New North Thurston superintendent must take care of the little things.

December 22nd, 2008 by Ken

The North Thurston Public School search team, looking for someone to take the place of retiring Jim Koval, is going to have a difficult time finding the right person.  

For the last 16 years out of 18, the district has been run by insiders, those who have come up through the ranks of the school district.  The one time it tried to go outside of the district, the person hired, last less than two years.  

And before that, John Gott led the district for 20 years. 

North Thurston Public Schools is a difficult district to lead.  It’s the largest school district in Thurston County, almost as large as Tumwater and Olympia combined. 

It’s geographically large and comprises 13 elementary schools, three middle school and four high schools.  The student population hovers right around 13,000.  Olympia also has 13 elementary schools, but they average about 200 students each.  North Thurston’s elementary schools average more than 500 students each.

The district is also very transitory.   A large number of military families move in and out of the district.  In addition, young families find housing in Lacey more affordable and stay until they can move into a larger house.  These trends, along with the transitory nature of our times makes it difficult to teach school or run a school district.

A decade ago, the district changed its name to North Thurston Public Schools, in an effort to gain more public support.  That effort failed.

Unlike neighboring districts Tumwater and Olympia, which have existed since before statehood, North Thurston is relatively new.  It’s only 50 years old and came about when the South Bay and Lacey school districts merged.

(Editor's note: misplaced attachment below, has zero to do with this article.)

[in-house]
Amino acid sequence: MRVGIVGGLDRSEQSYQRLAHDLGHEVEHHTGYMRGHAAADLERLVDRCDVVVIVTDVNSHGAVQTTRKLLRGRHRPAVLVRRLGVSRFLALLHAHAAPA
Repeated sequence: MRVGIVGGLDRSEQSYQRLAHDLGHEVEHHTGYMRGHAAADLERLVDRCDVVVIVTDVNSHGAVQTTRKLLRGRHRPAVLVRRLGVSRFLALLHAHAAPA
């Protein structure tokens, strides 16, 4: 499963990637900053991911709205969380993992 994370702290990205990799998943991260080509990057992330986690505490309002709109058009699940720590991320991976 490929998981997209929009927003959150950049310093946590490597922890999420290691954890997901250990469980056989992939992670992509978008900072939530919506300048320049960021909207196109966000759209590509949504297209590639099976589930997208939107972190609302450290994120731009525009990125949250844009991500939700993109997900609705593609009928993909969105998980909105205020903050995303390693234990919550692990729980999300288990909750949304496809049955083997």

In addition, unlike Tumwater and Olympia districts, there is no city of North Thurston.   I’ve been after the district to change its name to Lacey for a couple of decades now in an effort to connect with the community.  District officials say it’s only a little thing.   But little things make a difference.

And, unlike Tumwater and Olympia, there is no Lacey High School.  I’ve tried for decades to get the district to name a high school – Lacey, but they say it’s just a little thing.   But little things make a difference.

North Thurston has always had a difficult time passing its maintenance and operations levy.  It’s failed on the first try several times and has also failed a second time, more than once.

The bottom line is that North Thurston Public Schools has little or no connection with the greater Lacey community.   Whoever is selected as the new superintendent will have to deal immediately with that problem.

And, whoever takes over the helm needs an understanding of the greater Lacey community and its relationship with its school district.  It’s just a little thing, but the new superintendent will have to deal with a lot of – little things.

It’s best if they know and understand the community.

Posted in Government, History, Informational, The Real News

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